The local practitioner using multiple sources of law enforcement crash reports should be aware that they may differ by jurisdiction; however, the basic information is always included and should provide sufficient data to identify crashes on local roads.
Similar to the crash database, the information in the crash reports can be used to assist in the identification of potential treatments and deployment approach.
Action: Develop a relationship with law enforcement officials responsible for enforcement and crash investigation on their roads. This could foster cooperation in sharing crash reports and safety information and collaboration on problem roadway segments.
Many local jurisdictions do not have formal crash databases, and some State databases do not include local road crash data. Additionally, some local entities may not have a local police force, and in some cases State forces may not share their crash reporting with these local entities. In this case, the local road practitioner can still conduct field assessments to help determine the safety of the roadway network.
Regardless of data availability and quality or the implementation approach, a field assessment should be conducted at selected locations. Assessing locations in the field provides additional information to the local practitioner that will factor into issue identification and countermeasure selection.
An assessment can be as informal as driving or walking the road network looking for evidence of roadway departure crashes. An informal field assessment can be performed by an in-house multidisciplinary team with a traffic safety expert and law enforcement personnel. The team can visit several sites and document evidence of crashes or deficiencies on the roadway or roadside. Examples include damaged trees or fences, skid marks, ruts on the shoulder, car parts on the shoulder, and/or pavement drop-offs. This information can be used to develop recommendations for improvement.
Field reviews can also be more formalized in the form of a Road Safety Audit (RSA). An RSA is a formal safety performance examination of an existing or future road by an independent, multidisciplinary team. The team examines and reports on potential road safety issues and identifies opportunities for safety improvements for all road users.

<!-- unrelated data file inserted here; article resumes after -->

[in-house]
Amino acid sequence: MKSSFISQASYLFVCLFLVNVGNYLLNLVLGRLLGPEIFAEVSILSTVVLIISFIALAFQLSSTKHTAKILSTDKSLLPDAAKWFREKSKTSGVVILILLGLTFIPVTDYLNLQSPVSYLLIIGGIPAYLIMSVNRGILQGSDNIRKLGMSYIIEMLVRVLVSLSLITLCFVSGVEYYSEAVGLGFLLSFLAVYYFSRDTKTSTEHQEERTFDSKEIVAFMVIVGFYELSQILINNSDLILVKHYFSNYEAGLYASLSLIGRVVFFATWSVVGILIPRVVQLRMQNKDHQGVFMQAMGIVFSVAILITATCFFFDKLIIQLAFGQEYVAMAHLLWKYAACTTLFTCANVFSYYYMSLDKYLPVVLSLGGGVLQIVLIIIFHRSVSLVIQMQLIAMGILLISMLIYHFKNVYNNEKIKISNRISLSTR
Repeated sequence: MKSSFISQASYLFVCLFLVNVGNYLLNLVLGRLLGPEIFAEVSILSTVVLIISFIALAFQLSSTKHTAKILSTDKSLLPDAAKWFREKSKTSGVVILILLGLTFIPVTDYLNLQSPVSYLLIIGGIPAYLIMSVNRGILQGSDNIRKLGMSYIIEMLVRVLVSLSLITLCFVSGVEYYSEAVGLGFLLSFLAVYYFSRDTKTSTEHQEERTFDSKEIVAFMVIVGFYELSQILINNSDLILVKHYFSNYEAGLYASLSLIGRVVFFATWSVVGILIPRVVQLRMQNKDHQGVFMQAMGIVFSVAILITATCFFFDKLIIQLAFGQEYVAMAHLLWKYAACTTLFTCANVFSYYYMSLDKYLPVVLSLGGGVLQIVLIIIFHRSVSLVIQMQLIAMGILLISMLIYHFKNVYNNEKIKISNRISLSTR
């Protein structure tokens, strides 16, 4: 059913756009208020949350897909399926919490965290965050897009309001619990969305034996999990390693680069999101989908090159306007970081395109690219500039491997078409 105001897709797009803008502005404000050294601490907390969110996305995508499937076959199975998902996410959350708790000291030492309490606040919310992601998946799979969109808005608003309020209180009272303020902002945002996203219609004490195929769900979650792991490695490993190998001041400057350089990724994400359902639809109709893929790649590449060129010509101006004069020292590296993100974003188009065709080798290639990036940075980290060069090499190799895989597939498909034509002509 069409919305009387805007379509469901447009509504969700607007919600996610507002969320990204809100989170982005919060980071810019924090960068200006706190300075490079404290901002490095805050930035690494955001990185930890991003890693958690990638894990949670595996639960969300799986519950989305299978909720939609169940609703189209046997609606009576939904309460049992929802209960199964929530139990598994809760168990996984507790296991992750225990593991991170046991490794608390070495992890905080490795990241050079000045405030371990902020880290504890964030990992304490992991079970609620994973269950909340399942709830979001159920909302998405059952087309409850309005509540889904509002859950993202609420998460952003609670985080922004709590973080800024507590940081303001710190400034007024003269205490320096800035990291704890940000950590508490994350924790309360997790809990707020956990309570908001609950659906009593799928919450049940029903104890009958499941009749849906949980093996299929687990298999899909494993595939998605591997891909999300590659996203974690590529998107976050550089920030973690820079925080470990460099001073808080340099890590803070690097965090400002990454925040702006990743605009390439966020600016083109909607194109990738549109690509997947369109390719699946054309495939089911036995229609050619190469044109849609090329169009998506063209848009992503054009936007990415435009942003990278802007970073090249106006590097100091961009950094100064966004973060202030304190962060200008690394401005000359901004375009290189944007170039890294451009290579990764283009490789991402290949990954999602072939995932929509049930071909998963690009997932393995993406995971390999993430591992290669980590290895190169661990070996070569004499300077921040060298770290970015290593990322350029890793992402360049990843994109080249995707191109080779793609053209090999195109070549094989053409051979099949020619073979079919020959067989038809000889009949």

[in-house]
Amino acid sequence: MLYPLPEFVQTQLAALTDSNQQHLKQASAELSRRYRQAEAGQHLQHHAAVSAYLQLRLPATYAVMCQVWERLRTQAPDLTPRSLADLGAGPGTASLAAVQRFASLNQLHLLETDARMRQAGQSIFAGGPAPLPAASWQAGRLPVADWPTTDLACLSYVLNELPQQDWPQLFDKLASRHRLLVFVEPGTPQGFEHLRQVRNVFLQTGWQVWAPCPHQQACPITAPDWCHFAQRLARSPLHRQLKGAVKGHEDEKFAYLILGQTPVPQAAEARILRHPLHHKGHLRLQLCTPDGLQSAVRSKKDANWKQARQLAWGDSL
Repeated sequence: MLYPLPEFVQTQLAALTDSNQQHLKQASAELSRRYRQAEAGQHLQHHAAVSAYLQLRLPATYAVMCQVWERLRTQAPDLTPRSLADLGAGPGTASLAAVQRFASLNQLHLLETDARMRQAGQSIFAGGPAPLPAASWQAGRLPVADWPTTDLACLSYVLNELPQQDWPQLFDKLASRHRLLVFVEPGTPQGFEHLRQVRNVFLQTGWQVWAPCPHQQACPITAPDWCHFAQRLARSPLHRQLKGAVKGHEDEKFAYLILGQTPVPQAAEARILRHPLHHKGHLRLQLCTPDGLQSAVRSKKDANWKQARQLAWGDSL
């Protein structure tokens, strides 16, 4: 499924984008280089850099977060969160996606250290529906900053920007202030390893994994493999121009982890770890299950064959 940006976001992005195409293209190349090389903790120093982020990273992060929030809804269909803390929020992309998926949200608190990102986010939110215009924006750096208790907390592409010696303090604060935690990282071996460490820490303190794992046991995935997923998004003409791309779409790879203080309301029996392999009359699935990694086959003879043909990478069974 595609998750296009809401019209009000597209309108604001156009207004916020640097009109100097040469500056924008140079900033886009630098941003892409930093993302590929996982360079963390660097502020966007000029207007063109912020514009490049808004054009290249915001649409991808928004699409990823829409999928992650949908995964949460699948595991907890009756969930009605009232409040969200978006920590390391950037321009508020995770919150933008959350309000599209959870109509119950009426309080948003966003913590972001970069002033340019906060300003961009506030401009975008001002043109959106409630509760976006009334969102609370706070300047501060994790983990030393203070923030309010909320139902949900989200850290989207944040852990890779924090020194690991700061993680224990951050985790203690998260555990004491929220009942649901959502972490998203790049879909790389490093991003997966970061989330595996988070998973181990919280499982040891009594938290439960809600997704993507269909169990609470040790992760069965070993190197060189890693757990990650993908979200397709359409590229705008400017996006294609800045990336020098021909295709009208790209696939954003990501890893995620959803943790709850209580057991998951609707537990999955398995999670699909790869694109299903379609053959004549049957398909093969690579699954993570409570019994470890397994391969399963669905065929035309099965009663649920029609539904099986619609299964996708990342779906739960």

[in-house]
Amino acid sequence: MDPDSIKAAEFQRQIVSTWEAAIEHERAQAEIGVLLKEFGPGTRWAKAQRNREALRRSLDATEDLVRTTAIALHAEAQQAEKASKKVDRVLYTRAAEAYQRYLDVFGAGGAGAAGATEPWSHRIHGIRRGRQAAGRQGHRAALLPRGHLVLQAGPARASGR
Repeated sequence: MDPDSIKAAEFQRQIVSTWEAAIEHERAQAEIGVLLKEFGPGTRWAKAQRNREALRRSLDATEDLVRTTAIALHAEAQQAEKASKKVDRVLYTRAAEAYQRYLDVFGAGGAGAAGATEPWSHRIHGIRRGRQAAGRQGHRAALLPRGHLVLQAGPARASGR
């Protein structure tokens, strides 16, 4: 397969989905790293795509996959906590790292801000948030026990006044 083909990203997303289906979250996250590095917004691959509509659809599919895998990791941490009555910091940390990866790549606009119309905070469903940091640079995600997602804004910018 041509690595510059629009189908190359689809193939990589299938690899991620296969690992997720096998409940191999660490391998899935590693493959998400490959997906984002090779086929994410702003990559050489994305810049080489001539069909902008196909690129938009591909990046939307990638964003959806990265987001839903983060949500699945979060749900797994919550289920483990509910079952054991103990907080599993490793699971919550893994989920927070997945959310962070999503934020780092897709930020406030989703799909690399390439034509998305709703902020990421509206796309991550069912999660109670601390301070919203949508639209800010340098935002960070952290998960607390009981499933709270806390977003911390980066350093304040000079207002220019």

As with other sources of information, evidence discovered in a field assessment can help support spot location treatments and/or systematic deployments, depending on the information found. For example, if evidence is found of multiple roadway departure crashes on a single curve (due to multiple ruts on the roadside, fence repairs, or vehicle parts found on the roadside from more than one vehicle), a spot treatment may be appropriate to address safety at the curve. If similar types of crashes are occurring on several curves on the roadway network, then systematic deployment of appropriate countermeasure(s) can a viable solution.
Law enforcement officers and local crews who maintain the roads can serve as valuable resources to identify problem areas. Since they travel extensively on the local roads, they can continuously monitor the roads for actual or potential problems (e.g., poor delineation, fixed objects near the roadway, missing signs, signs of vehicles leaving the road).
Law enforcement officers patrol the local jurisdiction at night and on weekends when most public agency employees are not in the field. Their observations of driver behavior and roadway elements at these times can provide valuable insight to the local road agency. Additionally, law enforcement officers are sometimes aware of problem areas based on citations written, even if crashes related to the violations have not yet occurred.
Road maintenance crews often keep logs of their work, including sign replacements and edge drop-off repairs. These logs can provide supplemental information about crashes that may have not been reported to law enforcement.